Behind the Name: Timberwolves

Upon the selection of the two finalists, the choice of whether the NBA team would be the Timberwolves or Polars was left up to the 842 City Councils around the state. They rendered their decision and only one task was left: to determine the winner of the contest.

The names of the 17 entrants who submitted "Timberwolves" were placed in a drawing, which was won by Tim Pope of Brooklyn Center, Minn., who received a trip to the 1987 NBA All-Star Weekend in Seattle.

Why Timberwolves?

The Timberwolves also held a public contest for the design of the first official team logo.

Over 2,600 entries were submitted, some from as far away as Norway, Alaska, Florida and California. But it was a Minnesota native who submitted the wolf that Club President Bob Stein described as "aggressive, but not sinister." Mark Thompson, a professional artist originally from Austin, Minn., received $2,500 for his entry. The final determination of the winning logo was made by original team owners Marv Wolfenson and Harvey Ratner after receiving input from NBA marketing exerts, sporting goods companies and television networks.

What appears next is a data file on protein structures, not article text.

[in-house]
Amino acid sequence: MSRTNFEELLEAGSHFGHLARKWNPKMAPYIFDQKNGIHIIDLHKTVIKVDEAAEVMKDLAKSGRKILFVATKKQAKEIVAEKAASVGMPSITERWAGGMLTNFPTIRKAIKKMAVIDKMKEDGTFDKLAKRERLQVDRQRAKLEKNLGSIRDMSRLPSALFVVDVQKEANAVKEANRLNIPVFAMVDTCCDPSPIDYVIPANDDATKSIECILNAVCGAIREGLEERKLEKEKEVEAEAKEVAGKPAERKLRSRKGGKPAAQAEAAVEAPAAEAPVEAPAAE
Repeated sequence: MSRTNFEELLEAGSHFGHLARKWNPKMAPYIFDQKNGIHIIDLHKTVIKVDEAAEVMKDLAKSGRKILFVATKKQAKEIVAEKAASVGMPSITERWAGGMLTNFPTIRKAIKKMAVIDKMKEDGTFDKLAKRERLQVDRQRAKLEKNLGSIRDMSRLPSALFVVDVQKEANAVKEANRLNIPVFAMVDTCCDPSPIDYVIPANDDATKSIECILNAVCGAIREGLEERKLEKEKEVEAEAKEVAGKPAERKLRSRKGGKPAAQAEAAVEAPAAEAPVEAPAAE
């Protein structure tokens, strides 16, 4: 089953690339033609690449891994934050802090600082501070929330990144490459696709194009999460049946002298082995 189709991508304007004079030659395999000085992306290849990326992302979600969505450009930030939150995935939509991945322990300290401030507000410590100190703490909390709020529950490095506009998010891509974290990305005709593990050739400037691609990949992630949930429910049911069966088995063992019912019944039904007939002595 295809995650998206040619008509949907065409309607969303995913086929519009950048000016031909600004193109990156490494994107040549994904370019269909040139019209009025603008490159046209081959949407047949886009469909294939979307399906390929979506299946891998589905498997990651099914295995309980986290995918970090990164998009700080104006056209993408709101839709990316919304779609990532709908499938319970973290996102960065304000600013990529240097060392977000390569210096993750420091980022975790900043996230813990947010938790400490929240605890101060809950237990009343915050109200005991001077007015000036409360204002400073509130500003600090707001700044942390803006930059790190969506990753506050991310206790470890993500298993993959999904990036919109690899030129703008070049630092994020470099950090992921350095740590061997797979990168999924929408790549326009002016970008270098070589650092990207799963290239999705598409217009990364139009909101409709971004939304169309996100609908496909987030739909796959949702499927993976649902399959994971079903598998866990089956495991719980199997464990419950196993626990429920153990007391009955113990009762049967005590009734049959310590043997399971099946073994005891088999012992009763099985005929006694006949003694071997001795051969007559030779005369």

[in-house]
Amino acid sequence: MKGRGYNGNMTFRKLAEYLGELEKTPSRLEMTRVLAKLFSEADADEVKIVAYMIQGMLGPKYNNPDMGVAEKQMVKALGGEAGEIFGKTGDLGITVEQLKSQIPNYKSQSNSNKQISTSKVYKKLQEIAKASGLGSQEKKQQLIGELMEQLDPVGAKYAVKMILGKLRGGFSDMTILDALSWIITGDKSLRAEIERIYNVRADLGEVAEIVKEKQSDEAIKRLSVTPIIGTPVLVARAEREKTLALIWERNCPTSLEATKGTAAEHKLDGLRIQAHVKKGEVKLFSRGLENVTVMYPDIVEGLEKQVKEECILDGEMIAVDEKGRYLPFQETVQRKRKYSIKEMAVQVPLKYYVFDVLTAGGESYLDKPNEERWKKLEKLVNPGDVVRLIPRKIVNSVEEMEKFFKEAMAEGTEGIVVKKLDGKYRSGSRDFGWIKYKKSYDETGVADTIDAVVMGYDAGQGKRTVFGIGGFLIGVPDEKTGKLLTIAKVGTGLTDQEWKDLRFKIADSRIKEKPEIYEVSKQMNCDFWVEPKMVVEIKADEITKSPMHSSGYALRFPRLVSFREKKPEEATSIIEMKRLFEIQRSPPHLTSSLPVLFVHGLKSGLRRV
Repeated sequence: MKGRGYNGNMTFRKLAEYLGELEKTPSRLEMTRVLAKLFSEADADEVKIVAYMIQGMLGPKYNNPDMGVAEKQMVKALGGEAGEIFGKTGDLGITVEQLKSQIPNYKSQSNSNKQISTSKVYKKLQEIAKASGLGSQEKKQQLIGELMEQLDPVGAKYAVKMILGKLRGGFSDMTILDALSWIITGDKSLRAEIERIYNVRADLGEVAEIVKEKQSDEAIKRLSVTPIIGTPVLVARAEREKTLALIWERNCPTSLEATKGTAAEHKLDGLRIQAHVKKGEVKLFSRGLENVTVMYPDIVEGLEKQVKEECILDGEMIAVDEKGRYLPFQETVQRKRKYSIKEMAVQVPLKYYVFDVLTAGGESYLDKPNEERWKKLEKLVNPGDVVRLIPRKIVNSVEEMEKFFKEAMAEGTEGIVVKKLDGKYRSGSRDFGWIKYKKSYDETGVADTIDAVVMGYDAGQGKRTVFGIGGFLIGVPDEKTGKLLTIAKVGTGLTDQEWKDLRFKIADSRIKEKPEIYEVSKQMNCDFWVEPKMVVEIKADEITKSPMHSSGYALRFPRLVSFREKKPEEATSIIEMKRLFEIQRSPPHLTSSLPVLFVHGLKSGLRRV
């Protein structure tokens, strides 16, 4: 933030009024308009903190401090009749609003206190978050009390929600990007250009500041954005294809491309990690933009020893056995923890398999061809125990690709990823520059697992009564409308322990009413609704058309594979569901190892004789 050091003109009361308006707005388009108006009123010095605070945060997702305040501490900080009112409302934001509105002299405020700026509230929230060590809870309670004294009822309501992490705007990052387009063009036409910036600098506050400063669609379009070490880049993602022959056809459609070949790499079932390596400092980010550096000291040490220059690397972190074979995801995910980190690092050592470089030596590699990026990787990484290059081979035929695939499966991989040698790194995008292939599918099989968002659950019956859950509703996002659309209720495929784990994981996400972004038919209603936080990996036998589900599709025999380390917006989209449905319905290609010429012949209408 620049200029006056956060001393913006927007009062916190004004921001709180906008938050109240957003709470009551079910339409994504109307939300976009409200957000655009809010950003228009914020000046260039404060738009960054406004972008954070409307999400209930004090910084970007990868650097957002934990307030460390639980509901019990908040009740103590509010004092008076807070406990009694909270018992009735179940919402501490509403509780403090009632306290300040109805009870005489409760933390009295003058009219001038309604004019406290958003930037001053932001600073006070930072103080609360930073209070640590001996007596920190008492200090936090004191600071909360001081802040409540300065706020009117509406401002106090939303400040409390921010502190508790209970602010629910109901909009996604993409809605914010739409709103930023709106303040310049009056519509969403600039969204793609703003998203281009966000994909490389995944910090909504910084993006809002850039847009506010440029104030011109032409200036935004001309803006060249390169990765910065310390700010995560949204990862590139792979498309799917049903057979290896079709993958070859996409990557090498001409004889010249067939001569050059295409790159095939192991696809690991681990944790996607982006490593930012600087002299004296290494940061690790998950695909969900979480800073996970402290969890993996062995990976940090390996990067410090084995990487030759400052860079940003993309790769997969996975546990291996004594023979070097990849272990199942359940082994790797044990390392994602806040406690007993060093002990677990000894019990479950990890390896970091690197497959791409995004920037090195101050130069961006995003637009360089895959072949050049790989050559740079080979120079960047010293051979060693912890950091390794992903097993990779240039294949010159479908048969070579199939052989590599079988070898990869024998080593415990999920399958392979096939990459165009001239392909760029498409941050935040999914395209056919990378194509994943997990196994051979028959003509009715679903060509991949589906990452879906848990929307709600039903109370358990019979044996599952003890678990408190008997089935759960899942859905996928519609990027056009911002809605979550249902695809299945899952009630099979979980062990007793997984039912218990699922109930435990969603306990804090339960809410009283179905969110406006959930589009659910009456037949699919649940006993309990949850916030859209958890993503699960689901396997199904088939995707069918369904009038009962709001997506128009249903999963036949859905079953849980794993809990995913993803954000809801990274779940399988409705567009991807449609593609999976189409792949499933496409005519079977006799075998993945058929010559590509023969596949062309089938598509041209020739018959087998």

The first use of the logo was on Sept. 17, 1987, appearing on a $20,000 check donated to United Way bureaus in Minneapolis and St. Paul.